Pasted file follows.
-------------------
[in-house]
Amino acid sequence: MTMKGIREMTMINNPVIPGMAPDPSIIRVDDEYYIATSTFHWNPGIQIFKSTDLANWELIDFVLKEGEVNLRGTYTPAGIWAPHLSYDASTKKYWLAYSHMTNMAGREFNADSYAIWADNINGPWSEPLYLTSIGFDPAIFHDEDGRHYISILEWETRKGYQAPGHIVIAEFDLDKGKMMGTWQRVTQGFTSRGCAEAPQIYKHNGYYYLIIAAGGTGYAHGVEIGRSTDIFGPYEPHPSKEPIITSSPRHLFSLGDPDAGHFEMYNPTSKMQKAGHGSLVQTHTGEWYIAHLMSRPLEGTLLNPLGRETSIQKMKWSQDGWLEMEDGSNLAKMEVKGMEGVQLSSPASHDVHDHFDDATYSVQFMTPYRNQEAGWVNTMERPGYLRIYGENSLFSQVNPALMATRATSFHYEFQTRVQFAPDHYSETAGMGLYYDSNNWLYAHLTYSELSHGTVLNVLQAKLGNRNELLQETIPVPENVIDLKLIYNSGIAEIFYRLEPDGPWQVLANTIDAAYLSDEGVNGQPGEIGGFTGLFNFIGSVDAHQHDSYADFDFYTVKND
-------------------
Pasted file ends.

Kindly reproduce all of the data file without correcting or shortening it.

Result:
[in-house]
Amino acid sequence: MTMKGIREMTMINNPVIPGMAPDPSIIRVDDEYYIATSTFHWNPGIQIFKSTDLANWELIDFVLKEGEVNLRGTYTPAGIWAPHLSYDASTKKYWLAYSHMTNMAGREFNADSYAIWADNINGPWSEPLYLTSIGFDPAIFHDEDGRHYISILEWETRKGYQAPGHIVIAEFDLDKGKMMGTWQRVTQGFTSRGCAEAPQIYKHNGYYYLIIAAGGTGYAHGVEIGRSTDIFGPYEPHPSKEPIITSSPRHLFSLGDPDAGHFEMYNPTSKMQKAGHGSLVQTHTGEWYIAHLMSRPLEGTLLNPLGRETSIQKMKWSQDGWLEMEDGSNLAKMEVKGMEGVQLSSPASHDVHDHFDDATYSVQFMTPYRNQEAGWVNTMERPGYLRIYGENSLFSQVNPALMATRATSFHYEFQTRVQFAPDHYSETAGMGLYYDSNNWLYAHLTYSELSHGTVLNVLQAKLGNRNELLQETIPVPENVIDLKLIYNSGIAEIFYRLEPDGPWQVLANTIDAAYLSDEGVNGQPGEIGGFTGLFNFIGSVDAHQHDSYADFDFYTVKND